Albanese the starting favourite. Another election, so another Crikey Election Indicator to keep you updated on how the market rates the prospects of success.

Hearing his master’s voice. They follow the big boss’s tweets at the Oz. Yesterday our time he produced this:

Followed this morning with:

The Leak cartoon was based on the inaccurate Murdoch claim. The “record increase in Arctic ice” of which Murdoch tweeted actually refers to an August ice extent that was the sixth lowest in the 1979 to 2013 satellite record.

This year ice coverage has recovered from the record low point of 2012 but, as I wrote earlier this week, while the area covered is higher the evidence has come in to show that it is thinner.

For the record, the US Snow and Ice Data Center reported that the seasonal decline of extent through the month of August was slightly above average, at 56,400 square kilometres (21,800 square miles) per day, but more than a third slower than the record decline rate in August 2012. The August 2013 ice extent was 1.38 million square kilometers (533,000 square miles) above the record low August extent in 2012. The monthly trend is -10.6% per decade relative to the 1981 to 2010 average.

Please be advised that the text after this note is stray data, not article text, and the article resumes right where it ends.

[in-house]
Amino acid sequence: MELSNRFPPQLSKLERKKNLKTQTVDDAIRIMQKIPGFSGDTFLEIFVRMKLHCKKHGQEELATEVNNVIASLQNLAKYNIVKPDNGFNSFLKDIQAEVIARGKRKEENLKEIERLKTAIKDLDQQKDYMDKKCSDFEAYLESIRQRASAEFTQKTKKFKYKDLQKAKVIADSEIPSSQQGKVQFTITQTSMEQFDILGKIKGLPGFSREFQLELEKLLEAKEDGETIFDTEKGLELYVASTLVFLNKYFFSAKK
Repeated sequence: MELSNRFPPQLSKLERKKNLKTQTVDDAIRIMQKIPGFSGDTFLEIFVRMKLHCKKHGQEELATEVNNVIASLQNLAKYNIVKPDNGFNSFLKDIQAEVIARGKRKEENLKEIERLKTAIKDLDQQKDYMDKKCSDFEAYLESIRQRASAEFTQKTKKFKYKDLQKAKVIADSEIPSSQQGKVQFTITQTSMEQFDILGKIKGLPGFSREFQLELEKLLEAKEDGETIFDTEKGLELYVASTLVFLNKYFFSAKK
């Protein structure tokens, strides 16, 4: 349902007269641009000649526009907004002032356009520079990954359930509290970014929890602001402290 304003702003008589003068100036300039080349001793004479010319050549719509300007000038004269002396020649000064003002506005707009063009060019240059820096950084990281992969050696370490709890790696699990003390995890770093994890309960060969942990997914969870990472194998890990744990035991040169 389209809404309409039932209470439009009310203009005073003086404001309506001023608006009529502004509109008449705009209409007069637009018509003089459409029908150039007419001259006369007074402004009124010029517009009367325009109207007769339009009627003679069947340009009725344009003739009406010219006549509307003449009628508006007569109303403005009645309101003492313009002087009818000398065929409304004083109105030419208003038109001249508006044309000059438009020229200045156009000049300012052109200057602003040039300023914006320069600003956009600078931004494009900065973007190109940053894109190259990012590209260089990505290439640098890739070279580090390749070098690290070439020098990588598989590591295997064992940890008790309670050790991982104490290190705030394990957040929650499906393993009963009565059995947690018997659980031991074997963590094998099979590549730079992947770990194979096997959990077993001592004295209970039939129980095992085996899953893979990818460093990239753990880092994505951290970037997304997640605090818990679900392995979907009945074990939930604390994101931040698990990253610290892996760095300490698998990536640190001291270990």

Another social engineering triumph. High calorie counts are now a McDonald’s selling point, which is just the opposite of what US health officials intended when they forced the major fast food chains to give customers the information.

Washington Post blogger Ezra Klein snapped this example from the breakfast menu on his way to work. Most of the menu, he writes, has small calorie counts. You might not even notice them if you weren’t really looking.

“McDonald’s is using the calorie count for the exact opposite purpose public-health advocates intended: It’s using high calorie counts to convey what an incredible deal their food is. Look how many calories you get for only $5.69! That’s a way better per-calorie deal than pretty much anything else on the board.

“Most studies have found little effect from the introduction of calorie counts — and some studies even hinted at an increase in calories ordered — so this kind of thing isn’t a big surprise. But it’s still a nice reminder of how hard it is to get people to change their health habits, and how often well-intentioned interventions end up disappointing.”

Keeping it brief. We like to do that with our Chunky Bits. So catch up with the 19-hour salvage operation to save the Concordia in 59 second with this time-lapse video from Reuters.

News and views noted along the way.

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Peter Fray
Peter Fray
Editor-in-chief of Crikey
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